Home Manufacturers News Mitsubishi 2013 Mitsubishi Outlander VRX - Car Review

2013 Mitsubishi Outlander VRX – Car Review

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A big thank you to all the team at Wellington Mitsubishi located at 75/78 Cambridge Terrace for allowing us the use of a brand new Mitsubishi Outlander for this review. Drop in anytime to check out their complete range of new and used Mitsubishi’s.

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INTRO.

Smooth on the road and through the corners, new and fresh interior. Low drivers position behind the engine, easy to start and good pull with the turbo. Nice neat features with the center instrument cluster. These are some of the thoughts that ran through my mind as I pulled out of the dealership and drove through the city. The new Mitsubishi Outlander is a small SUV crossover which covers the best of handling and performance of a car, combined with the versatility and function of a larger SUV. And I believe Mitsubishi has done well in incorporating all of these into its latest release for the 2013 Outlander.
First released in 2001 as the Airtrek, and re-branded Outlander in 2006 the modern version has gone through three generations to get where it is now. After having a few iterations under their belt, with more safety, space, engine efficiency with lower emissions, has Mitsubishi found the right balance in this highly competitive market? Yes, we think they have.

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 DRIVING.

Starting at $39,990 +ORC for the base model 2WD LS, or $56,990 +ORC for the top of the line 4WD VRX.
I was lucky enough to get the VRX for the weekend to take it around to do the errands and to give me a good chance to sink into it. Mitsubishi has gone away from the angular aggressive stance of the previous Outlander and more for the softer features, while leaning heavily towards European design. The VRX model has the 2.2L turbo diesel pushing out 112kW and 366Nm of torque at 1500 ~ 2750rpm, enough low end power for towing the trailer. Though I found the engine a little lack luster from stand still, when it got to 2000rpm and the turbo kicked in things started to move along nicely. Being a diesel it did come with the deep idle rumble. At average cruising speeds around town it did rev quite low to the point where the rumble was noticeable in the cab. When putting the Outlander into eco mode you can notice a difference in gear changes that help to save on fuel consumption but at the same time it becomes slightly less responsive with the throttle. Sports mode paddle shifters are available on all except the 2WD LS, and I found it to be there just because they can and not because it was at all useful or necessary. The stand out for the motor was definitely the economy, the brochure says it averages at 5.8L/100km but I found it to be closer to 7L in typical Wellington traffic and driving to and fro from Lower Hutt. Still, I’m very impressed with the way the engine monitors conditions to maximize fuel. The graphical display presenting the different figures was also a nice touch and informative.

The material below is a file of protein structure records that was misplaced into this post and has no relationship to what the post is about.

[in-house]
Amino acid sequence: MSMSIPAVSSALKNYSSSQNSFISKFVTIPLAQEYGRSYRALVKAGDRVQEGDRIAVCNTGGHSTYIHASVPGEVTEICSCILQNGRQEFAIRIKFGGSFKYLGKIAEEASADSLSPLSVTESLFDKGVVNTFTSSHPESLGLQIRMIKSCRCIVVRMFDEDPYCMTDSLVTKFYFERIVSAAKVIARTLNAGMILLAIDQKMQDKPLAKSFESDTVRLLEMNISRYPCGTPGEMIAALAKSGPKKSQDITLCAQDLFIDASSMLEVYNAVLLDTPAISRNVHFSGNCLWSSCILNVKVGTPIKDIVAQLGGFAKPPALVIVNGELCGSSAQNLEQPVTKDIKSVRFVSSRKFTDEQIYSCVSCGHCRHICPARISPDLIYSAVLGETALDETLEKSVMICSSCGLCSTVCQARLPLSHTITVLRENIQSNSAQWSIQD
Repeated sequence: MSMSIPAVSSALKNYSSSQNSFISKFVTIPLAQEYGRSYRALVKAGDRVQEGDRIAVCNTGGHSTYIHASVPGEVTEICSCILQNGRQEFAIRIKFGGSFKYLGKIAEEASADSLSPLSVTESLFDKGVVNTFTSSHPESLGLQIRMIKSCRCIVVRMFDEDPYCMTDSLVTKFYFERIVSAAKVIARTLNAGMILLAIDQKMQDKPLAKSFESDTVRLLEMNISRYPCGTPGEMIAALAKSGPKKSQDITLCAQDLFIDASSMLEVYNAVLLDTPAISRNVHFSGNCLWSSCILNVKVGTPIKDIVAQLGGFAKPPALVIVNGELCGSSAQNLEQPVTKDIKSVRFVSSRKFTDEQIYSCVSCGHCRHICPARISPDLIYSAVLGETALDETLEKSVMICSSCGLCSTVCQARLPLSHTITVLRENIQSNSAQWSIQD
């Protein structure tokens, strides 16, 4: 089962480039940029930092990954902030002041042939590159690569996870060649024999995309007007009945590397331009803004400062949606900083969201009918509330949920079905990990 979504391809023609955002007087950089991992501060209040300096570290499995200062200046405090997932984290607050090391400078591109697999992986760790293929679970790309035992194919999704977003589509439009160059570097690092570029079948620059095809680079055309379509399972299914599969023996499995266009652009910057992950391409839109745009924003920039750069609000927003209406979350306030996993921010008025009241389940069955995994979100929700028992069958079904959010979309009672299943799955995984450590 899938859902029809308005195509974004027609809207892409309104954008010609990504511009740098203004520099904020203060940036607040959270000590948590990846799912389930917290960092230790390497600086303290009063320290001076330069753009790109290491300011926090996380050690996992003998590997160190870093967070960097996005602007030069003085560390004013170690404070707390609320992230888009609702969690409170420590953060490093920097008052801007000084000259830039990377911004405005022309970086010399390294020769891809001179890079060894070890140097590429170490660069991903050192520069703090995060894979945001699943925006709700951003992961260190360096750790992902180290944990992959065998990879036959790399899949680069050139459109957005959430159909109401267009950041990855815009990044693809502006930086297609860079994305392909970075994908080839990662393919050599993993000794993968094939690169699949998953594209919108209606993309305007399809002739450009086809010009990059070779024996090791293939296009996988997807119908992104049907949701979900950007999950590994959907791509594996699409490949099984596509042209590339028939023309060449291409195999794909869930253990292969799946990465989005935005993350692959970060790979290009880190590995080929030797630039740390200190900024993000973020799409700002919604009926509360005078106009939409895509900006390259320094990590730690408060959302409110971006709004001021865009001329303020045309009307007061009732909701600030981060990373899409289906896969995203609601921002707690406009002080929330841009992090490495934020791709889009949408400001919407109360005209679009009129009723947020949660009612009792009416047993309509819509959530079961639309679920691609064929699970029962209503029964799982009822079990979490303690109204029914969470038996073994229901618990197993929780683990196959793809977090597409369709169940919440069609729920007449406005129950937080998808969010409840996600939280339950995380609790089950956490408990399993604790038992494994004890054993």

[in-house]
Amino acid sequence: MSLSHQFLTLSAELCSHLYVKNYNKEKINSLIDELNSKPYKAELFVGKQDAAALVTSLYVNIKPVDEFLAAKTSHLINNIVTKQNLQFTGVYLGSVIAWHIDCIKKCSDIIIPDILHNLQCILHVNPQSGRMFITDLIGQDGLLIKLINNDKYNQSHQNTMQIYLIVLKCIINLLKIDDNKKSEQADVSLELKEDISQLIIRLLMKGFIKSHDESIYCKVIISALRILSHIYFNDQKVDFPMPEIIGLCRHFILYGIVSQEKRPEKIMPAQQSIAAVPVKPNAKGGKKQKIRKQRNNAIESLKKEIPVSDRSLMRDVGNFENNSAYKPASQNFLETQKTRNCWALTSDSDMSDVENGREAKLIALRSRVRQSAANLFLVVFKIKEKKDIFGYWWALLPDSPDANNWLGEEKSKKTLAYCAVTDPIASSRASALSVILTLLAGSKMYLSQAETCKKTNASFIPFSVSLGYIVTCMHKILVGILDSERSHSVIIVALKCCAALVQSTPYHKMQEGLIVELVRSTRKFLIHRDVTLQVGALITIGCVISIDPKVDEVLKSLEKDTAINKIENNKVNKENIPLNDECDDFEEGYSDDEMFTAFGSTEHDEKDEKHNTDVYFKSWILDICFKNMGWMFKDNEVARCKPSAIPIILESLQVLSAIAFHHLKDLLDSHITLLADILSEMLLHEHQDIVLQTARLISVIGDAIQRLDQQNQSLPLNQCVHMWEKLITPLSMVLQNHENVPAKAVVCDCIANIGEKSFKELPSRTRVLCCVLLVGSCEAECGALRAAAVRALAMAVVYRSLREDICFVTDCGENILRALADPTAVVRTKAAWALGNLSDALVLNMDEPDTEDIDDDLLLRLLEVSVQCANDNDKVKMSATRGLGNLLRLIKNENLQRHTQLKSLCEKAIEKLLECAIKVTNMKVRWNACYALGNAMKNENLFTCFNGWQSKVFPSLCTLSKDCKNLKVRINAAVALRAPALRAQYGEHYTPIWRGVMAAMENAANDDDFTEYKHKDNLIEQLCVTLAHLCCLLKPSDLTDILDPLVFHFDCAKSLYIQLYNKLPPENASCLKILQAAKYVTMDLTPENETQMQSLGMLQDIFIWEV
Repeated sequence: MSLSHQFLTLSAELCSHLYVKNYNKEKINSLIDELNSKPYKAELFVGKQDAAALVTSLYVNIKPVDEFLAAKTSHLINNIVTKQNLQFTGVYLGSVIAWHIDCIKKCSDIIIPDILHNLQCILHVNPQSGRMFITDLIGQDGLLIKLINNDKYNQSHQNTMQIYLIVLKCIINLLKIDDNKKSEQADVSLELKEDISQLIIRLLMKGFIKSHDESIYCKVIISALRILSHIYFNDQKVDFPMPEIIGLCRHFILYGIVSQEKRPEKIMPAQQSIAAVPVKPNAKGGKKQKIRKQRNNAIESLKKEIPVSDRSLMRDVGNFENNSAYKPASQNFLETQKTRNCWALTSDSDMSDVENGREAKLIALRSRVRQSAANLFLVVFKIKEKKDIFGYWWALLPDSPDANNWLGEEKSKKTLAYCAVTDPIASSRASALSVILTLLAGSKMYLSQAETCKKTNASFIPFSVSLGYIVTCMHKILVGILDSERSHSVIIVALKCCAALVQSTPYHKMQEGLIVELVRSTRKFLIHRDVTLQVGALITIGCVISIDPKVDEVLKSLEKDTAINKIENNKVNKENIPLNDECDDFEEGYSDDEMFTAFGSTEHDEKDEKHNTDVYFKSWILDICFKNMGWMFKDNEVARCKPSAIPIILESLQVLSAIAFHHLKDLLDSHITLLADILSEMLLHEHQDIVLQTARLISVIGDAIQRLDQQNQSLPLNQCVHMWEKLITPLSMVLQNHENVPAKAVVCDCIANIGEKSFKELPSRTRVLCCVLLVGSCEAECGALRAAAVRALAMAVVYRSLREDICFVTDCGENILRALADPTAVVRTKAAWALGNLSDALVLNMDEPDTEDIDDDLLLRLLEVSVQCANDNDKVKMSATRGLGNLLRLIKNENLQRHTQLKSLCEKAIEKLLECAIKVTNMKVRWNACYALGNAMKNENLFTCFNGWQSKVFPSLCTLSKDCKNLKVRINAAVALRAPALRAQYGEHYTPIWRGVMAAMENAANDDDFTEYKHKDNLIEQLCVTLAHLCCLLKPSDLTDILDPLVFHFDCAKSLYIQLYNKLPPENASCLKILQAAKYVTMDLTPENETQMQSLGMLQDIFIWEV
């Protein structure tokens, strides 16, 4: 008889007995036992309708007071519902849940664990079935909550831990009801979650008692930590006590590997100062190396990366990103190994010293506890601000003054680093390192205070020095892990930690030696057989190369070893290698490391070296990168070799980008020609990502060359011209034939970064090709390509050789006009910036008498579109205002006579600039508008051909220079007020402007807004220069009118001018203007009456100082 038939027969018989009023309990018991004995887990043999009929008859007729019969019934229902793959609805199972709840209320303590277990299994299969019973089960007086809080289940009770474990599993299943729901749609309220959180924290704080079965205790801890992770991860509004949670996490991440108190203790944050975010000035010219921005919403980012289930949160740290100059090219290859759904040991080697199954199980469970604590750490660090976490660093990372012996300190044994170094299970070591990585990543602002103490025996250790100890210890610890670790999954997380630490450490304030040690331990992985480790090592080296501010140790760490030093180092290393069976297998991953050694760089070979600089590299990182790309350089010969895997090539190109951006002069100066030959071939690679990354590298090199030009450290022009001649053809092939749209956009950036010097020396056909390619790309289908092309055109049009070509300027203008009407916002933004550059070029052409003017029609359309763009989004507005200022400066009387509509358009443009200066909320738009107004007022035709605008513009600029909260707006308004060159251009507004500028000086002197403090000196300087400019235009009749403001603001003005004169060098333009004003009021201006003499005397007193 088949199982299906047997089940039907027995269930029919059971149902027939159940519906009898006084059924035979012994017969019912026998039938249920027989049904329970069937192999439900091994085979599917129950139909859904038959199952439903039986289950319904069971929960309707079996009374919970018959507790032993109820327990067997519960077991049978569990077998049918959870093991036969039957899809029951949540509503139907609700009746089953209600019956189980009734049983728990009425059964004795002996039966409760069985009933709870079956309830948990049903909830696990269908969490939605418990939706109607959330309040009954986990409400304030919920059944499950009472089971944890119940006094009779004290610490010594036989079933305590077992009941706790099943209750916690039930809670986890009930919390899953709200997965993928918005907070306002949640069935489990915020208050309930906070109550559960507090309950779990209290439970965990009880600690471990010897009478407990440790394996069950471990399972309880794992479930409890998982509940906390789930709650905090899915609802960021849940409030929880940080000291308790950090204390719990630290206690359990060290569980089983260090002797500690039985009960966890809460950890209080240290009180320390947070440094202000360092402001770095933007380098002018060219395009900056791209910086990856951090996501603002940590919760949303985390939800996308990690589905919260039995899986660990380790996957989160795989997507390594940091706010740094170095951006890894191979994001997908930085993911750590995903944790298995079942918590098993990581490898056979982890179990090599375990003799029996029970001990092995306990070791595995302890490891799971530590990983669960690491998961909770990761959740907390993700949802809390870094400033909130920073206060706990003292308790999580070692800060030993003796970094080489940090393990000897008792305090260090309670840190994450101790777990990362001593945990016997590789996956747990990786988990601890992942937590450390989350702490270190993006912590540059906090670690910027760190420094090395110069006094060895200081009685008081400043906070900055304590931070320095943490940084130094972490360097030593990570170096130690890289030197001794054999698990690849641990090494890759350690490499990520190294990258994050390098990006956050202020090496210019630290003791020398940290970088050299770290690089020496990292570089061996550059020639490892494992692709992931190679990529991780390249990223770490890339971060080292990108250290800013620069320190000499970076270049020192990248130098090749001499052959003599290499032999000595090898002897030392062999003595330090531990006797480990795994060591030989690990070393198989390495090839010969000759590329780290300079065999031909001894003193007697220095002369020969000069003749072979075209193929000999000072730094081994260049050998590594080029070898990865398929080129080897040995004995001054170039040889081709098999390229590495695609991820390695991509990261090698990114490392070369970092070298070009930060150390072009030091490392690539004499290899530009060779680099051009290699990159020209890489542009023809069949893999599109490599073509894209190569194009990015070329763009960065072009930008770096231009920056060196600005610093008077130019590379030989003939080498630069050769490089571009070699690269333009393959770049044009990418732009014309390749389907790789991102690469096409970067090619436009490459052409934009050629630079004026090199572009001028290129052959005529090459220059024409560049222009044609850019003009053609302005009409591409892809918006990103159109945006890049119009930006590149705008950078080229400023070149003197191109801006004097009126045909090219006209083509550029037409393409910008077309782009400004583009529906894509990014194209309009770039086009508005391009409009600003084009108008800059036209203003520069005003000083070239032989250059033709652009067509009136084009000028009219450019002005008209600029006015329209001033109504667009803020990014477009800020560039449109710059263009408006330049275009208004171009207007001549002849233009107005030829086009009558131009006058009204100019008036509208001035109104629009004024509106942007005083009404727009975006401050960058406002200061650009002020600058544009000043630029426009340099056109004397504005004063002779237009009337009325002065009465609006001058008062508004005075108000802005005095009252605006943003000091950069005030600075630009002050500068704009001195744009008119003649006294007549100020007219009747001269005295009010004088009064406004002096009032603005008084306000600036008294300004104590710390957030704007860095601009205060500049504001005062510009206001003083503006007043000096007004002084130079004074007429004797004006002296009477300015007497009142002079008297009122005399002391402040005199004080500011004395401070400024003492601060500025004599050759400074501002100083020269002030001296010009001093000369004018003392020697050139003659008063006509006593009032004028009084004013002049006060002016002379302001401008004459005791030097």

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The ride quality was pleasant and expected. Consisting of independent suspension all round with Macpherson Struts up front and multilinks in the rear, the Outlander felt very smooth and almost glided through corners especially for its long body. Parking was a cinch. Although the turning circle was wide, the reverse warning sensors, generous side mirrors and rear camera setup made it easy.

The Outlanders build quality exceeds the 5 star ANCAP requirements. Safety features that come standard on all models such as seven airbags, brake assist technology, stability and traction control, hill start assist and reverse warning sensors with cameras. An additional feature available only in the VRX model is the adaptive cruise control and forward collision mitigation systems. Driving on the motorway, I had an opportunity to use the adaptive cruise control. Having not used one that utilises radar to monitor cars in front, getting used to it took some time. Set your cruising speed and you’re away. Only having to worry about steering, the Outlander will slow or speed up depending on what is in front of you and adjust accordingly.  The foot was definitely hovering over the brake for a while there until I got used to it.

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Now one major factor that people would most likely want to buy a vehicle like the Outlander is the ability to cram a bunch of stuff in, chuck the kids and wife in and go away for the weekend. Mitsubishi have achieved a vehicle with good useable seating, with extra fold up kiddy type seats in the rear. Practical large spaces for all the gear to be stored while out on a long journey is standard.